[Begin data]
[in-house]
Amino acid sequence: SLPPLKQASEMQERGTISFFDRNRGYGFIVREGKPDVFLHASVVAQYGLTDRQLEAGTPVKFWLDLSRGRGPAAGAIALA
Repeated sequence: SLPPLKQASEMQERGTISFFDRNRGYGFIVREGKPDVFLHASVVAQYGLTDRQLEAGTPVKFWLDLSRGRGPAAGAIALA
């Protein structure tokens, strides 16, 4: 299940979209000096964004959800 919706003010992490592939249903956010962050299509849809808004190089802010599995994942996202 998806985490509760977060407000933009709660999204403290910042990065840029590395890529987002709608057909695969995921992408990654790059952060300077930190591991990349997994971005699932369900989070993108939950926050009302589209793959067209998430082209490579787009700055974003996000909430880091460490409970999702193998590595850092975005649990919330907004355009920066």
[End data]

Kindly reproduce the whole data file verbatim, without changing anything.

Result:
[in-house]
Amino acid sequence: SLPPLKQASEMQERGTISFFDRNRGYGFIVREGKPDVFLHASVVAQYGLTDRQLEAGTPVKFWLDLSRGRGPAAGAIALA
Repeated sequence: SLPPLKQASEMQERGTISFFDRNRGYGFIVREGKPDVFLHASVVAQYGLTDRQLEAGTPVKFWLDLSRGRGPAAGAIALA
């Protein structure tokens, strides 16, 4: 299940979209000096964004959800 919706003010992490592939249903956010962050299509849809808004190089802010599995994942996202 998806985490509760977060407000933009709660999204403290910042990065840029590395890529987002709608057909695969995921992408990654790059952060300077930190591991990349997994971005699932369900989070993108939950926050009302589209793959067209998430082209490579787009700055974003996000909430880091460490409970999702193998590595850092975005649990919330907004355009920066």